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Title:
Water electrolysis method and device for determination of hydrogen and oxygen stable isotopic composition
United States Patent 7351316
Abstract:
Water electrolysis device determining stable isotopic composition of water and a water electrolysis method for stable isotopic composition of water capable of analyzing many samples easily, safely and at low cost in very short time, and rapidly analyzing 17O are provided. The water electrolysis device performing mass spectrometry of hydrogen or oxygen stable isotopic composition includes a proton exchange membrane of fluorocarbon polymer plated non-electrolytically with platinum, iridium, rhodium or iridium-rhodium alloy, and a cathode and an anode of porous titanium plated with platinum and sandwiching the proton exchange membrane, wherein water electrolyzes by introduction into the anode side chamber and supplying DC current between the anode and the cathode, and oxygen gas generated at the anode and hydrogen gas generated at the cathode respectively flows into an isotope ratio mass spectrometer. Water electrolysis method for stable isotopic composition of water using the water electrolysis device is also provided.


Inventors:
Yoshida, Naohiro (Meguro-ku, JP)
Abe, Osamu (Moriyama-ku, JP)
Uemura, Ryu (Kita-ku, JP)
Watanabe, Hiroshi (Shinjuku-ku, JP)
Application Number:
10/538290
Publication Date:
04/01/2008
Filing Date:
12/12/2003
Assignee:
Japan Science and Technology Agency (Kawaguchi-shi, Saitama, JP)
Tokyo Institute of Technology (Meguro-ku, Tokyo, JP)
Primary Class:
Other Classes:
204/257, 204/258, 205/627, 205/628, 205/629, 205/630, 205/631, 205/633, 205/639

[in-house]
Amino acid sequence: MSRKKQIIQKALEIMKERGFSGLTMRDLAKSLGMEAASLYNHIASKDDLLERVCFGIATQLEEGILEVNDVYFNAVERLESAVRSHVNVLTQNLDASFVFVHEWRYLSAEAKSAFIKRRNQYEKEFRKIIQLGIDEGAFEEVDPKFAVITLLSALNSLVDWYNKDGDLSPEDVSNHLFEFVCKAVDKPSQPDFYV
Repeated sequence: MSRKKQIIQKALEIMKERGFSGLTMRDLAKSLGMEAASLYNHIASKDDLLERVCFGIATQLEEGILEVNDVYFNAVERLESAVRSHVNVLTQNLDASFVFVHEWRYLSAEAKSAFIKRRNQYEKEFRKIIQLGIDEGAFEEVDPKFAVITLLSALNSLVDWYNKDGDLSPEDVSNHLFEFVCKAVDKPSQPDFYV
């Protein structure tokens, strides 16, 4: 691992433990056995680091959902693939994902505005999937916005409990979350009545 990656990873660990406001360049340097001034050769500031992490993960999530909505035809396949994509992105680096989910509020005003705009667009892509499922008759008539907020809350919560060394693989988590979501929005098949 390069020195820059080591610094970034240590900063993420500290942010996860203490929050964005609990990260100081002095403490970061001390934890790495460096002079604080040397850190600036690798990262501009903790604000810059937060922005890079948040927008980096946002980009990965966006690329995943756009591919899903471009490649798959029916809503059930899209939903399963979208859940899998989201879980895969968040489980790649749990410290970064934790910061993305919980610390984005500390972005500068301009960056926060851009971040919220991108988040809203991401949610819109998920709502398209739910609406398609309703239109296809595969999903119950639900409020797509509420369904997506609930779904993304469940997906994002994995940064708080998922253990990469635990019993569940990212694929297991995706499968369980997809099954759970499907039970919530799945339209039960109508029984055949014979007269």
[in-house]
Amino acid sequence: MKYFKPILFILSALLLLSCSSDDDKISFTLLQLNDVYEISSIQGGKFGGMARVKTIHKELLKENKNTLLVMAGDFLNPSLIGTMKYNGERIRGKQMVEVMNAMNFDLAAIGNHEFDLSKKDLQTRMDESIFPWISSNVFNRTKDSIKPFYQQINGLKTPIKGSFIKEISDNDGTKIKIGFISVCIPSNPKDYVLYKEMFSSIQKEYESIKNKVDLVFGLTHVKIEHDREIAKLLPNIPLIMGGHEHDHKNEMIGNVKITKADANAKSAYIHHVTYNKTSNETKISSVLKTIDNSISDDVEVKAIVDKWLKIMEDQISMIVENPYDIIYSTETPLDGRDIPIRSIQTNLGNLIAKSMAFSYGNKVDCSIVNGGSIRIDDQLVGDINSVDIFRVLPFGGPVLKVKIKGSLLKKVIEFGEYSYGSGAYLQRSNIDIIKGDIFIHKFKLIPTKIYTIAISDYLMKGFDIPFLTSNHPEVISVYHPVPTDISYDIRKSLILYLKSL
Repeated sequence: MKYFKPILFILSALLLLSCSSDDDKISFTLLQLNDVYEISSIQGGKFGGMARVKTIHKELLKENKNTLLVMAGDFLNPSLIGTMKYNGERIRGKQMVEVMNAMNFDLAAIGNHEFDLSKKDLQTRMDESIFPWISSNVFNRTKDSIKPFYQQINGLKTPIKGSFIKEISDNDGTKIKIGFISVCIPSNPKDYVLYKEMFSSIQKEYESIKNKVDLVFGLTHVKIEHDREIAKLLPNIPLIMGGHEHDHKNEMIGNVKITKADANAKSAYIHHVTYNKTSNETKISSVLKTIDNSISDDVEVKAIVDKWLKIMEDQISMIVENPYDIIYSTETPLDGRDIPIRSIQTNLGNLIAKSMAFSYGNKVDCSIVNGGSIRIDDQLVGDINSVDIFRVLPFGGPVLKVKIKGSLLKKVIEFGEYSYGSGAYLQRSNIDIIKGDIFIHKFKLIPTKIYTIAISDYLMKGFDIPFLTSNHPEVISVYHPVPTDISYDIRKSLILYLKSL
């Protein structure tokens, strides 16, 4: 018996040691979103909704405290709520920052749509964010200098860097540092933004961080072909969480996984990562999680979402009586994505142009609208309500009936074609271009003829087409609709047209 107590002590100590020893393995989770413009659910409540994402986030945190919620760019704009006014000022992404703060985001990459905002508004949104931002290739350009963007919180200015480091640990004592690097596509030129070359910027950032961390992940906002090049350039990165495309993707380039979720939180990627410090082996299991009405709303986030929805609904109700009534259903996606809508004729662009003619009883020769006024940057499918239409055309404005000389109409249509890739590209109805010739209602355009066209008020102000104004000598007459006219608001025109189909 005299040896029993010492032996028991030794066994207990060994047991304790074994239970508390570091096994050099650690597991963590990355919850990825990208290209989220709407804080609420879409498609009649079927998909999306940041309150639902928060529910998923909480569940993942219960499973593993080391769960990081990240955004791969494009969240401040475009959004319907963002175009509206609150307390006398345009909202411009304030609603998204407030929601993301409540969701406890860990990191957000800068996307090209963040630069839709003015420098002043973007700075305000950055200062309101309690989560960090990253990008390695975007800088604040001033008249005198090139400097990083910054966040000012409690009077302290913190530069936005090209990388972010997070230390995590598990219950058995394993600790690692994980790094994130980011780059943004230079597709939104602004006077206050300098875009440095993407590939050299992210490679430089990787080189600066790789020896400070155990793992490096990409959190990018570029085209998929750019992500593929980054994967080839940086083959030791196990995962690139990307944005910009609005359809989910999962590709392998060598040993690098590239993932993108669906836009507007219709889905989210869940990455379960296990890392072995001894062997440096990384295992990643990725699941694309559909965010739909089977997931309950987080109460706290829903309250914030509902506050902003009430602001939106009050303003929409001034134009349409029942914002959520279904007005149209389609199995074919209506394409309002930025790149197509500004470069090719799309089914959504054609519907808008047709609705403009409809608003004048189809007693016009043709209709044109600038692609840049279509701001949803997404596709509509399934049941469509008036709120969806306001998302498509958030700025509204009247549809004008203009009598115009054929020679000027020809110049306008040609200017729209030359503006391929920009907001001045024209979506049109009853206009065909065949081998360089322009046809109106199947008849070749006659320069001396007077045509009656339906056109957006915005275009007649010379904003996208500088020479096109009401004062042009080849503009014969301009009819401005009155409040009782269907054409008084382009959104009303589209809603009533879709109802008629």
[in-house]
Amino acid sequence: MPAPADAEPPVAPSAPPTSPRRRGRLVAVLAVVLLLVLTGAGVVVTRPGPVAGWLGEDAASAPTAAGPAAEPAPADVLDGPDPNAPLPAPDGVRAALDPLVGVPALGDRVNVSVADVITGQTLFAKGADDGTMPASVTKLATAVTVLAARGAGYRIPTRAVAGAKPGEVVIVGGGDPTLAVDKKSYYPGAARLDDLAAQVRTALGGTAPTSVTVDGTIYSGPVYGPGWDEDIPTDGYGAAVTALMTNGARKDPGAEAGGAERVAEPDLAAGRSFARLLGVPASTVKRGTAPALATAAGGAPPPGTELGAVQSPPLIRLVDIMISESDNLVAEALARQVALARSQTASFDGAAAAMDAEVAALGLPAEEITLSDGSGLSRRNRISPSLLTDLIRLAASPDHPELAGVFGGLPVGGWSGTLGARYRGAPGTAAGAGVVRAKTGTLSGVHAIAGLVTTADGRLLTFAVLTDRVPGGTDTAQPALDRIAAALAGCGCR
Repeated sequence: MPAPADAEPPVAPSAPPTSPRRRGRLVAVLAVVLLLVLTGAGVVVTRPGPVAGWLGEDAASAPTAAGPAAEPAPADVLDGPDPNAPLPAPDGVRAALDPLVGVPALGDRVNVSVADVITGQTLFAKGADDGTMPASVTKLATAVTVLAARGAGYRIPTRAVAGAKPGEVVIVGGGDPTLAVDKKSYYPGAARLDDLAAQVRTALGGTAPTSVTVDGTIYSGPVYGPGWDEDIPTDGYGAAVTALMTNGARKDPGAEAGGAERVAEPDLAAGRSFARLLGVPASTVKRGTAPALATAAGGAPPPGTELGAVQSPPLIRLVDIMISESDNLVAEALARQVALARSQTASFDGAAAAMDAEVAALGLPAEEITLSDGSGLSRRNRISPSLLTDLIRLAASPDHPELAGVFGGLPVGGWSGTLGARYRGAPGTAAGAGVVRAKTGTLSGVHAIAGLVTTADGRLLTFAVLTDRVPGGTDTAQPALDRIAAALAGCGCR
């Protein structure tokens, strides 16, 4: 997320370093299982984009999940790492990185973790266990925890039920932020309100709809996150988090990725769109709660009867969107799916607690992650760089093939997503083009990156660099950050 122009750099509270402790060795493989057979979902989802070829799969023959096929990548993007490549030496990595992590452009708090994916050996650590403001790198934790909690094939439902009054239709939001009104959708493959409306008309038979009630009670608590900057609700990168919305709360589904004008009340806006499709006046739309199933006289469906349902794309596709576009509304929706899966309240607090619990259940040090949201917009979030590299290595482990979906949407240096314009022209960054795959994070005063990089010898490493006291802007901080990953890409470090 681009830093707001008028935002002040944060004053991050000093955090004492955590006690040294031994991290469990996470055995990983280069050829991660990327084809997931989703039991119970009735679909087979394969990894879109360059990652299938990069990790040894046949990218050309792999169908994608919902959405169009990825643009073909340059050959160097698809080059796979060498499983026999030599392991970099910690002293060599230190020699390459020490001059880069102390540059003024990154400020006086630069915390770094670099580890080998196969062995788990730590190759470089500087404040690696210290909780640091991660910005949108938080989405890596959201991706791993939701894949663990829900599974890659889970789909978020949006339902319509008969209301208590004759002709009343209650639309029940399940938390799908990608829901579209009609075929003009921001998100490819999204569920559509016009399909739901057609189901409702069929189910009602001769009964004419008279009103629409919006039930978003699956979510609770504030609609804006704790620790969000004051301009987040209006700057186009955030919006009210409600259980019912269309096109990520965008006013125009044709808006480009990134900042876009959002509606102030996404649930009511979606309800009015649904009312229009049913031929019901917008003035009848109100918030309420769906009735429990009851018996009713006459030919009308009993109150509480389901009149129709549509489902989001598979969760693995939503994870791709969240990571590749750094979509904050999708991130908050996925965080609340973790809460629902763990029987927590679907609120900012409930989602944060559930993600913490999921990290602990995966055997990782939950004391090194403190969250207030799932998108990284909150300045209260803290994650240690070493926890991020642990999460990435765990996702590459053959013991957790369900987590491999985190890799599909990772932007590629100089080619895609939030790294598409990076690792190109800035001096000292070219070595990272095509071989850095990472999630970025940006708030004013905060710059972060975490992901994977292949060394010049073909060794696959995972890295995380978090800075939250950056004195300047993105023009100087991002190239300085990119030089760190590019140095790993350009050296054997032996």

International Classes:
C25B9/10; G01N27/62; C25B1/04; G01N1/22; G01N33/18
Field of Search:
205/637, 205/627, 205/633, 205/629, 205/630, 204/258, 205/631, 204/257, 205/639, 205/638, 204/252, 205/634, 205/628
View Patent Images:
Foreign References:
EP0806498November, 1997An apparatus for producing hydrogen and oxygen
JP0826703January, 1996
JP3048146March, 2000ISOTOPOMER MASS SPECTROMETER
JP2000243344September, 2000
Other References:
Maruzen, New Experimental Chemistry Series 10, Space and Geo Chemistry, 1976, pp. 485-491.
Meijer et al, “The use of electrolysis for accurate delta7 0 and delta18 0 isotope measurements in water”, Isotopes Environ. Health Stud., vol. 34, 1998, pp. 349-369, XP009037797.
Primary Examiner:
Bell, Bruce F.
Attorney, Agent or Firm:
Squire, Sanders & Dempsey L.L.P.
Claims:
What is claimed is:

1. A water electrolysis device for determination of stable isotopic composition of water and performing mass spectrometry of one of hydrogen stable isotopic composition and oxygen stable isotopic composition, the water electrolysis device comprising a proton exchange membrane which is made of fluorocarbon polymer plated non-electrolytically with one of platinum, iridium, rhodium and iridium-rhodium alloy, and a cathode and an anode made of porous titanium plated with platinum and sandwiching the proton exchange membrane between them, wherein water is electrolyzed by introducing water into the anode side and supplying a DC current between the anode and the cathode, and oxygen gas generated at the anode and hydrogen gas generated at the cathode are respectively allowed to flow into an isotope ratio mass spectrometer.

2. The water electrolysis device according to claim 1, further comprising means for feeding nitrogen gas to each of a pathway which leads the oxygen gas generated at the anode to the isotope ratio mass spectrometer and a pathway which leads the hydrogen gas generated at the cathode to the isotope ratio mass spectrometer, whereby gas and water remaining in each pathway can be purged each time the oxygen gas or hydrogen gas is flown into the isotope ratio mass spectrometer.

3. The water electrolysis device for the determination of stable isotopic composition of water according to claim 1, further comprising a double-tube dehumidifying part in each of a pathway which leads the oxygen gas generated at the anode to the isotope ratio mass spectrometer and a pathway which leads the hydrogen gas generated at the cathode to the isotope ratio mass spectrometer, the double-tube dehumidifying part having an inner tube wall formed of a proton exchange membrane which is made of fluorocarbon polymer, wherein by letting air having dried with silica gel flow between an inner tube and an outer tube, only such water vapor which prevents mass spectrometric determination is removed from the oxygen gas or hydrogen gas flown into the inner tube, and thus the gases can be dehumidified before being introduced into the isotope ratio mass spectrometer.